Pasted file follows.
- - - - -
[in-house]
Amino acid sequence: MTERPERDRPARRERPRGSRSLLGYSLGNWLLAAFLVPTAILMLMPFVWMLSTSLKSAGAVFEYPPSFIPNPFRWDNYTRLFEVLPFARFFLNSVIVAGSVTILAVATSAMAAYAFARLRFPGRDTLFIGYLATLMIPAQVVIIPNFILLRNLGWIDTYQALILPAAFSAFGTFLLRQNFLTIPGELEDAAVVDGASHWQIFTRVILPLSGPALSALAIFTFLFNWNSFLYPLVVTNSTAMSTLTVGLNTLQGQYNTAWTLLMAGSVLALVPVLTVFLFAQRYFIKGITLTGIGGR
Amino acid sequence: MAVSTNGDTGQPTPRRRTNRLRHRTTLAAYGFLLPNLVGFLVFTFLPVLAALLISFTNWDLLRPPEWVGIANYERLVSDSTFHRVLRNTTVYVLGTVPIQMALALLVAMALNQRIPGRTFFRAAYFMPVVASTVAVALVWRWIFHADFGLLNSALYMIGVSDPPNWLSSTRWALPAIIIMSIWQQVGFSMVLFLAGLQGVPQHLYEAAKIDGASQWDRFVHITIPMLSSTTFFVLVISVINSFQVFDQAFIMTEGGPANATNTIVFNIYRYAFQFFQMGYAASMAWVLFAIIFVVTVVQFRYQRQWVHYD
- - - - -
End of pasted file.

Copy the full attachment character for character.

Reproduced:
[in-house]
Amino acid sequence: MTERPERDRPARRERPRGSRSLLGYSLGNWLLAAFLVPTAILMLMPFVWMLSTSLKSAGAVFEYPPSFIPNPFRWDNYTRLFEVLPFARFFLNSVIVAGSVTILAVATSAMAAYAFARLRFPGRDTLFIGYLATLMIPAQVVIIPNFILLRNLGWIDTYQALILPAAFSAFGTFLLRQNFLTIPGELEDAAVVDGASHWQIFTRVILPLSGPALSALAIFTFLFNWNSFLYPLVVTNSTAMSTLTVGLNTLQGQYNTAWTLLMAGSVLALVPVLTVFLFAQRYFIKGITLTGIGGR
Amino acid sequence: MAVSTNGDTGQPTPRRRTNRLRHRTTLAAYGFLLPNLVGFLVFTFLPVLAALLISFTNWDLLRPPEWVGIANYERLVSDSTFHRVLRNTTVYVLGTVPIQMALALLVAMALNQRIPGRTFFRAAYFMPVVASTVAVALVWRWIFHADFGLLNSALYMIGVSDPPNWLSSTRWALPAIIIMSIWQQVGFSMVLFLAGLQGVPQHLYEAAKIDGASQWDRFVHITIPMLSSTTFFVLVISVINSFQVFDQAFIMTEGGPANATNTIVFNIYRYAFQFFQMGYAASMAWVLFAIIFVVTVVQFRYQRQWVHYD